Richmond, VA – The Virginia Biosolids Council hosted a virtual informational session on Wednesday, September 23, featuring national experts who highlighted research on wastewater recovery and biosolids recycling.
Dr. Greg Evanylo, a member of the W4170 multistate workgroup, presented the group’s research-based rebuttal to the U.S. EPA’s Office of Inspector General (OIG) report on its biosolids program. He described the process by which members of the W4170 evaluated the risks of more than 360 biosolids-borne constituents which the OIG found wanting in scientific evidence to verify their safety.
Since the release of the OIG report, there have been several scientific rebuttals from various regional and national research communities, as well as the U.S. EPA Office of Water and Office of Enforcement and Compliance Assurance. The W4170 is a United States Department of Agriculture (USDA) Multi-State Research Workgroup, a consortium of research universities, agencies, and experts who have more than 45 years of biosolids research history. Members of this group’s predecessors performed and evaluated much of the research that was used as the basis for the EPA’s biosolids management regulations codified under 40 CFR Part 503.
The analysis of the OIG report by the W4170 included assessing the safety of a variety of organic and inorganic chemicals by comparing their concentrations in biosolids to residential soil screening limits (RSSLs), Part 503 standards, and other environmental and health guidelines. The W4170 response to the OIG report concluded that the pollutants of concern either have low or non-detectable concentrations or have low persistence and are low risk, except for a few that may merit further study. Additional constituents of concern whose occurrence or concentrations in biosolids were deemed to pose low risk were pharmaceuticals & personal care products (PPCPs), hormones & steroids, brominated flame retardants (BFRs), pesticides, dioxin/furans and dioxin-like compounds, a category of “other” organics, certain inorganic elements, and antibiotics and antibiotic bacteria and genes activities.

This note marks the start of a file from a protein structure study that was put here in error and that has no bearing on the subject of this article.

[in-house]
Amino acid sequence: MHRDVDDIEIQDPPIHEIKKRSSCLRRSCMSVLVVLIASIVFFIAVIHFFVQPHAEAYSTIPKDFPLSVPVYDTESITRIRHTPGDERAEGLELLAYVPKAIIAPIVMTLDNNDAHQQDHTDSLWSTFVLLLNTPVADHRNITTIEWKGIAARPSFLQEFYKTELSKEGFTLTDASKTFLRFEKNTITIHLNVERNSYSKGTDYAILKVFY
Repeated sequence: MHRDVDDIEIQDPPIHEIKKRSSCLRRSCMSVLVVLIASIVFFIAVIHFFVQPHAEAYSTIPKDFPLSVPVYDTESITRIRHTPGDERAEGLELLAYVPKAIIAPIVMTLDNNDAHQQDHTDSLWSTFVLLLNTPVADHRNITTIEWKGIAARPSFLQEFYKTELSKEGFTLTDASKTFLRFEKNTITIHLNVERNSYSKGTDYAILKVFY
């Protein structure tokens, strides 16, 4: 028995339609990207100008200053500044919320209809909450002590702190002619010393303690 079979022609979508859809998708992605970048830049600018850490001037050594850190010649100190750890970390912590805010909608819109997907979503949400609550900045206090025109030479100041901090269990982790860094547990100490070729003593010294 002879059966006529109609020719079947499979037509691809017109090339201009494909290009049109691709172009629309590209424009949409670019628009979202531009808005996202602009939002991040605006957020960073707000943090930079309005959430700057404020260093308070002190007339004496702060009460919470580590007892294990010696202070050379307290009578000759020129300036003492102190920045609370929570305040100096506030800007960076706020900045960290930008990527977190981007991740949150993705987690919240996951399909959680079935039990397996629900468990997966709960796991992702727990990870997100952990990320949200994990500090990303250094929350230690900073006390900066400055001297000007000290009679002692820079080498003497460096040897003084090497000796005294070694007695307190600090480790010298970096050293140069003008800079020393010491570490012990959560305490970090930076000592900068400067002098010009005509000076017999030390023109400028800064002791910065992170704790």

Dr. Linda Lee with Purdue University then provided a regulatory update on PFAS. Dr. Lee has more than 15 years of experience conducting PFAS research across a range of PFAS subclasses. She has served on multiple national and international advisory groups, addressing water quality issues, fair land-applied biosolid policies, and chemical risk prediction and management.
She highlighted PFAS (Per and Polyfluoroalkyl Substances) characteristics and research at Purdue as well as the growing impact that the increased PFAS-related regulations are having on waste management and the wastewater industry. While PFAS are entering and leaving biosolids as the same or different PFAS, the challenge is preserving the beneficial use of biosolids and protecting water quality by reducing the mobility of PFAS that may be present, using proven methods such as blending and reducing loads in WRRFs.
In addition, Dr. Lee’s research shows that focusing on control sources, optimizing soil amendments, and identifying precursors in biosolids prior to land application will aid in the continued research for sustainable and economical mitigation and treatment options to maximize the value of biosolids and compost and curtail the source of PFAS.
The Virginia Biosolids Council is pleased to provide forums to share the latest research and innovation. The Council remains committed to and supportive of biosolids recycling. Visit the Virginia Biosolids Council website, www.virginiabiosolidscouncil.com to learn more about the ongoing research and science associated with biosolids recycling, or connect with the VBC by sending any questions to email@example.com.